His marketing dilemma is understood, but New York Mets manager Terry Collins would be making a mistake if he were to juggle Matt Harvey’s spot in the rotation, or even cut it short, just so his young ace can start Tuesday’s All-Star Game.
As of now Harvey’s next start would be Saturday in Pittsburgh, which would leave him enough rest to throw two innings Tuesday.
Collins’ first obligation is to manage the Mets and put them in position to win. That means having Harvey ready and able to pitch for the Mets and not attempt to give the Cincinnati Reds or Atlanta Braves home field in the World Series.
Isn’t tinkering with Harvey’s rest or pitch count reminiscent of letting Johan Santana throw over 130 pitches just so he could throw a no-hitter, and a tainted one, at that?
Of course, skipping Harvey’s start because of a blister on his right index finger will make this a moot point.
Then again, does it?
Collins said the blister prevented Harvey from making his between-starts bullpen session. If that was the case, Harvey entered the game with a blister, so what was he doing pitching in the first place? Did Collins start Harvey with the intent of showcasing him for National League manager Bruce Bochy? Believe me, Bochy knows enough about Harvey without Collins letting his ace audition for him.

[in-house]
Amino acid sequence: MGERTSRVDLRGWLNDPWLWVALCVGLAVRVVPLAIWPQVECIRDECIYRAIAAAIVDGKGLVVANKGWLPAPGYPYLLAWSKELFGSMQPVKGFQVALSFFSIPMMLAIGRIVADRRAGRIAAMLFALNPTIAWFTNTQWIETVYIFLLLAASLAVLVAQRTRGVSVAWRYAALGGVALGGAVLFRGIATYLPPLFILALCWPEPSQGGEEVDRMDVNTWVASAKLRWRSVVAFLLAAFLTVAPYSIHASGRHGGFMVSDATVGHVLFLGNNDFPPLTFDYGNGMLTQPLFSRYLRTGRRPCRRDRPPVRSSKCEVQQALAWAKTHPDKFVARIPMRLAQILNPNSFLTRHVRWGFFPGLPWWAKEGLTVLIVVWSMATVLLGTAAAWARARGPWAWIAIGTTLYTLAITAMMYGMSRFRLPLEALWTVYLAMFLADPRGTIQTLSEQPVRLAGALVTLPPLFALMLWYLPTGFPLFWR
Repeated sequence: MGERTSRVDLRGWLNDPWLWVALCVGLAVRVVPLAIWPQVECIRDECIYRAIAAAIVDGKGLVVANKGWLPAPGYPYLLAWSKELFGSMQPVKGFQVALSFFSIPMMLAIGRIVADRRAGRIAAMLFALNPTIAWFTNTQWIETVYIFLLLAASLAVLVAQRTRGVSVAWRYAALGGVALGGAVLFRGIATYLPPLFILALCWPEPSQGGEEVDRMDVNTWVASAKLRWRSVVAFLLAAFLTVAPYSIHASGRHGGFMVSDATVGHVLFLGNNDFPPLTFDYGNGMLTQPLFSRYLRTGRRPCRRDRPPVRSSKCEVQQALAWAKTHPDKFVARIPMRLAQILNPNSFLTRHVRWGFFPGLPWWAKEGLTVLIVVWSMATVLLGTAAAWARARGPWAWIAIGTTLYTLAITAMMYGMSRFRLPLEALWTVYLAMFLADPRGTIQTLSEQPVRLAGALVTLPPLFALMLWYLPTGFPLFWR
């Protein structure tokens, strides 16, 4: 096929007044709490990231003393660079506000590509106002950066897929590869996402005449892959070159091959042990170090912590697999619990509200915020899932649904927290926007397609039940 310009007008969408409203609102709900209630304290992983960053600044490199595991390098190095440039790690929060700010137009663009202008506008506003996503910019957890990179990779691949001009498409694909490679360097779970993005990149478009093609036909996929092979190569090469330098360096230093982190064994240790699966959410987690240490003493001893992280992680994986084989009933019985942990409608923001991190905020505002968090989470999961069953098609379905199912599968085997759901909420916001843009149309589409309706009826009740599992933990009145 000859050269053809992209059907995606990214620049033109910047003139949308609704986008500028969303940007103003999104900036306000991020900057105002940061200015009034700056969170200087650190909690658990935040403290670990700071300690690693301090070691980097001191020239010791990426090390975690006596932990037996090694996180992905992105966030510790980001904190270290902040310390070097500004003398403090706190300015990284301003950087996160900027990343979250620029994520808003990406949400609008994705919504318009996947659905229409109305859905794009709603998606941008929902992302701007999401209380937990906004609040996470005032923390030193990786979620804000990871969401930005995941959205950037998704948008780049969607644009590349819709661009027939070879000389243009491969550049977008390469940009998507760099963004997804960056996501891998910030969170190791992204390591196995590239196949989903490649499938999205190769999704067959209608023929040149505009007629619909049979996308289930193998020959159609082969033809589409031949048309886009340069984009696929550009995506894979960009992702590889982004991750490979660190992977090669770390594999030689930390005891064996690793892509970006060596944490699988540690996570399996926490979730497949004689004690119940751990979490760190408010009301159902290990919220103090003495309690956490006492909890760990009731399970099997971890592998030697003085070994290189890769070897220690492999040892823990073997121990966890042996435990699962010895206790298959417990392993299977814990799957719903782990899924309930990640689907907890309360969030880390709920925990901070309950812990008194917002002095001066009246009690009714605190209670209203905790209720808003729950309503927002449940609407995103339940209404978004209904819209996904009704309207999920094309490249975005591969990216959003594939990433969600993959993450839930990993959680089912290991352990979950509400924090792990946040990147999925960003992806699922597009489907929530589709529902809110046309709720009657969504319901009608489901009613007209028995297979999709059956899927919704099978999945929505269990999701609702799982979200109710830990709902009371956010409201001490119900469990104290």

Pitchers are fragile creatures, even physical workhorses like Harvey. The slightest thing, whether it be a bruise on the shin, or stiff neck, or blister on the finger can throw off his mechanics to the point where it can cause a serious injury to the arm.
Who is to say Harvey’s blister didn’t impact the pitch thrown to Buster Posey, which he took out of the park? Without Harvey admitting as much, there’s nothing definitive to say it did. There’s also nothing definitive to say it did not. There’s reasonable doubt.
I understand the importance of Harvey starting in the All-Star Game, not only to the Mets, but Major League Baseball. MLB wants television sets on at the start of the game so those around the country who haven’t seen him pitch will have an opportunity to see what the fuss is about.
Major League Baseball knows fans have a short attention span, and with the way pitchers are shuttled into the game, viewers aren’t going to hang around to see Harvey. Bud Selig can envision viewers channel surfing or clicking off the game. They want to see Harvey now, and Collins is doing everything he can to ensure it happens.
Even if it means the Mets lose a game now.
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